Artificial Intelligence is everywhere these days, with technologies like ChatGPT and DALL-E encroaching on human artistic creativity and expression. Sometimes it yields interestingly absurdist results, such as that AI-generated Seinfeld-like show Nothing, Forever. Other times, it feigns humanity, like the AI-controlled VTuber Neuro-sama, which has recently moved onto reacting to content in front of tens of thousands of Twitch chatters—and, according to its creator, has plans to work with “human streamers” in the future. Things are getting even weirder on the internet.
Neuro-sama may look like a typical VTuber, but the popular livestreamer is actually operated by artificial intelligence. When pressed for details via Twitter DM on how Neuro-sama learns and communicates, her creator, Vedal, simply said that “she uses a combination of state of the art AI models and algorithms. Her chat AI for example is powered by Large Language Models.” And, according to their Twitch channel, the VTuber “mostly” uses the programming language C#. The AI has gotten in trouble in the past for denying the Holocaust and saying women’s rights don’t exist, but Vedal has taken steps to prevent that from happening again.
“I’d like to reiterate that the only control I have over what Neuro-sama says on stream (outside of singing) is the ability to cancel anything that could potentially compromise Twitch’s ToS,” Vedal told Kotaku. “Otherwise, she reacts to videos on her own, she interacts with chat on her own, and loves her viewers on her own.”
Read More: AI-Controlled VTuber Streams Games On Twitch, Denies Holocaust
Hopefully, Neuro-sama’s edgelord antics are officially over, because she’s pivoted to doing reaction content. A popular form of content creation, react videos are just what they sound like: Twitch streamers and YouTubers sitting in front of their cameras, queuing up tons of videos, and providing their raw reaction during a livestream. It’s almost voyeuristic in a way as you peek into the creator’s mind, getting to know how they feel about content and, in some ways, the world at large.
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Twitch watchdog Jake Lucky took to Twitter to share a snippet of Neuro-sama reacting to Swedish streamer Hans “Forsen” Fors getting bodied by Elden Ring’s Radagon of the Golden Order and Elden Beast. Lucky noted that Neuro-sama was “averaging 5k concurrent viewers” watching Forsen get his shit absolutely rocked, but the video-on-demand (VOD) tells a totally different story in terms of view counts which climb as high as 85,000 to 120,000 viewers depending on the video and its content.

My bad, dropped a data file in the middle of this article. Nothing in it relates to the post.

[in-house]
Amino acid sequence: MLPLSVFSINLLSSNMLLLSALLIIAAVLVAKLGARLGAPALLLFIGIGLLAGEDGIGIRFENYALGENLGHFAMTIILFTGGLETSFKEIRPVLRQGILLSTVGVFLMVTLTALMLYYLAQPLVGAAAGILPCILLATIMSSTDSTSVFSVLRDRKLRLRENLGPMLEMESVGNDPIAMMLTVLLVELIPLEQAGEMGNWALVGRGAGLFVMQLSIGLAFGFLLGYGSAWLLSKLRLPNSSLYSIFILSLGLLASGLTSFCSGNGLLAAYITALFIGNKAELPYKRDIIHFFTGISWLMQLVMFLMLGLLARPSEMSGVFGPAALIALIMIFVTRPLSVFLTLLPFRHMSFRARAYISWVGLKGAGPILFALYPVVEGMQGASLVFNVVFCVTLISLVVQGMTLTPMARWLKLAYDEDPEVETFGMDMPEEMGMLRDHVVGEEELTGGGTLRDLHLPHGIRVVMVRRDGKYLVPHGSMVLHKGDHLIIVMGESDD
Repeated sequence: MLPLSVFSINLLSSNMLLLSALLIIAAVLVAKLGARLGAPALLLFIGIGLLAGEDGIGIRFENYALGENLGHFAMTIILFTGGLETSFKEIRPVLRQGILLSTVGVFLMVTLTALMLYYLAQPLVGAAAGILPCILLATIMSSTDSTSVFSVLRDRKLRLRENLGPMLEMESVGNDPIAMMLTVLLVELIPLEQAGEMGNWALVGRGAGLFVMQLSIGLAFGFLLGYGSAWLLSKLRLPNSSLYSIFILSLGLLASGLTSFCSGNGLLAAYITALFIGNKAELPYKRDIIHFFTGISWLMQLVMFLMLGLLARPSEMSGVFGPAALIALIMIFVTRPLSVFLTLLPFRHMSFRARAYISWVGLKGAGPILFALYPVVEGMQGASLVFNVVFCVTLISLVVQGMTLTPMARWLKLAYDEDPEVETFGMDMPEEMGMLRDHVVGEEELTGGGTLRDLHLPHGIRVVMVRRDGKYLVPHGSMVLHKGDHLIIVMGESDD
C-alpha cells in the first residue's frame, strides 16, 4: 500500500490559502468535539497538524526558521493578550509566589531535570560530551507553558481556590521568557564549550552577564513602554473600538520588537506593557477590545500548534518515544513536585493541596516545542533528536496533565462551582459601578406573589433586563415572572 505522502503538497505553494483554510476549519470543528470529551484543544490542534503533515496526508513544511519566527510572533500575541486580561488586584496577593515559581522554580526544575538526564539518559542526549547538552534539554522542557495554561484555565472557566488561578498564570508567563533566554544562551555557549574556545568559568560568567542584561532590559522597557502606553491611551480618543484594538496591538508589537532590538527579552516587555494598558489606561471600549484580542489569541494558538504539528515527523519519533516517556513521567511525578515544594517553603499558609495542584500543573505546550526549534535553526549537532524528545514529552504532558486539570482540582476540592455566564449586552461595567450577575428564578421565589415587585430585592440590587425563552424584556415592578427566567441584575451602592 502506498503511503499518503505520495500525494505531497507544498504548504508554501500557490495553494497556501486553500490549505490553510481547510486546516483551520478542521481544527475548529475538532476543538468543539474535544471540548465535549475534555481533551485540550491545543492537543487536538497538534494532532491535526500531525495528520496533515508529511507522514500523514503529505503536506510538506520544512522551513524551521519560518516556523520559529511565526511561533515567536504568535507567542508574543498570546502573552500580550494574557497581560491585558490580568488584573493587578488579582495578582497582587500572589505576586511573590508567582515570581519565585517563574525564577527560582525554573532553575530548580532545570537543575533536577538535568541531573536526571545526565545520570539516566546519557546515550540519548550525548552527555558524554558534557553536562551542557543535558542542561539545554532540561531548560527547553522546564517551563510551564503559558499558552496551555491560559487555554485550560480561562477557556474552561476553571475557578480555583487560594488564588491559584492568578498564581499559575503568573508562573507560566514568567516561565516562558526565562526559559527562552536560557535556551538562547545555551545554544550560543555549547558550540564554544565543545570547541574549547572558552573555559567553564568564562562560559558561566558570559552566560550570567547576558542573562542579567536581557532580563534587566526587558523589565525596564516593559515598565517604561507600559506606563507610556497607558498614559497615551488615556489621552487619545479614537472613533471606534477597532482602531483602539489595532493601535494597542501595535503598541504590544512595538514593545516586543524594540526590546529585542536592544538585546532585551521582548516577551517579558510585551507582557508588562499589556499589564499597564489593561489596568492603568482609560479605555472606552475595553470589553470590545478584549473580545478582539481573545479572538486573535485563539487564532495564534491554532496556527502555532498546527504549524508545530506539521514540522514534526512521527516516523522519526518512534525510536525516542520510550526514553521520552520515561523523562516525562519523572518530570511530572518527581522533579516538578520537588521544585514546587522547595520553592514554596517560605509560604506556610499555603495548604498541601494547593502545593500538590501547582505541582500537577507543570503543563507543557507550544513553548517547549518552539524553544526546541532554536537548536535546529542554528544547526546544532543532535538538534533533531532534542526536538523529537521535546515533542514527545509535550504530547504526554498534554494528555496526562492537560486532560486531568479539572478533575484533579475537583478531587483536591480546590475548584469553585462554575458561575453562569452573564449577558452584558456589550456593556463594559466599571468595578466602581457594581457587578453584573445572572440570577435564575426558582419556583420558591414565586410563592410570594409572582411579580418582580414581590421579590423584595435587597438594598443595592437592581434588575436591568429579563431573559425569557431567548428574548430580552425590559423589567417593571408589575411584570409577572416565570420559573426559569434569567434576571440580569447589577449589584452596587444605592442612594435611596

“Forsen can’t play that well when he’s sober,” Neuro-sama said, repeating “lol” multiple times over. “What? His reactions are hilarious.”
This reaction is a small segment from Neuro-sama’s February 1 livestream in which the AI-controlled VTuber watches tons of content. This includes videos such as a moose shaking its antlers off, Minecraft stuff, other VTubers, and old Markiplier clips of him playing Five Nights At Freddy’s, among other things. A couple of times throughout the livestream, which pulled in over 80,000 viewers, Neuro-sama watched Nothing, Forever, a 24/7 Seinfeld-like AI-generated show made by Mismatch Media using DALL-E, OpenAI GPT-3, and more. It was like AI Inception, and I have no idea what’s going on in this timeline. Is this an alternate reality? Send help.
I was curious how Neuro-sama queued up the videos she’d react to—or if she even did it herself—but Vedal told me, “the first react stream was mostly a test stream so I was feeding videos based off of suggestions from the Discord server. The reception from the fans was very positive, and I love to see people so invested in this project. In the future I have plans to do streams where the chat can suggest videos for her to watch (after they’re checked by a moderator of course).”
Read More: AI-Generated Seinfeld-Like Twitch ‘TV Show’ Is Peak Absurdity
This is what ultimately has me worried. While it’s fascinating that AI is sophisticated enough to pose as a human Twitch streamer reacting to popular and/or interesting videos, it’s also disconcerting that artificial intelligence is capable of such things. It could render entire jobs, especially those in the content creator space, obsolete, particularly as Neuro-sama grows in popularity. With nearly 140,000 Twitch followers and roughly 42,000 YouTube subscribers—and videos on both platforms garnering tens if not hundreds of thousands of views—it may only be a matter of time before Neuro-sama overthrows all of your faves. More than that, though, it may become difficult separating a real VTuber from an AI-generated one. The lines between human and tech are beginning to officially blur, y’all.
When asked if Vedal believes Neuro-sama has the potential to supplant real steamers, he said, “I honestly don’t know. There seems to be an audience for it, and there’s room for many different forms of entertainment at the moment. There’s no reason they can’t work together, she even has some collaborations with human streamers coming up soon!”
“Collaborations with human streamers” is some seriously dystopian shit, but maybe Neuro-sama’s popularity can give some “human streamers” a boost. I can’t help but watch Neuro-sama with curious pessimism. Growing as a content creator is hard as you’re vying for attention in a competitive, imbalanced system. Monetizing your content is even harder, especially if it doesn’t generate the eyeballs necessary to make revenue.
How much money Neuro-sama makes is anyone’s guess (I asked Vedal and he declined to disclose how much revenue the streamer rakes in, suggesting it “wouldn’t be fair”), but one thing is clear: he plans to “[take] her to places never before seen by an AI.” AI streamers are here to stay. So, get used to it.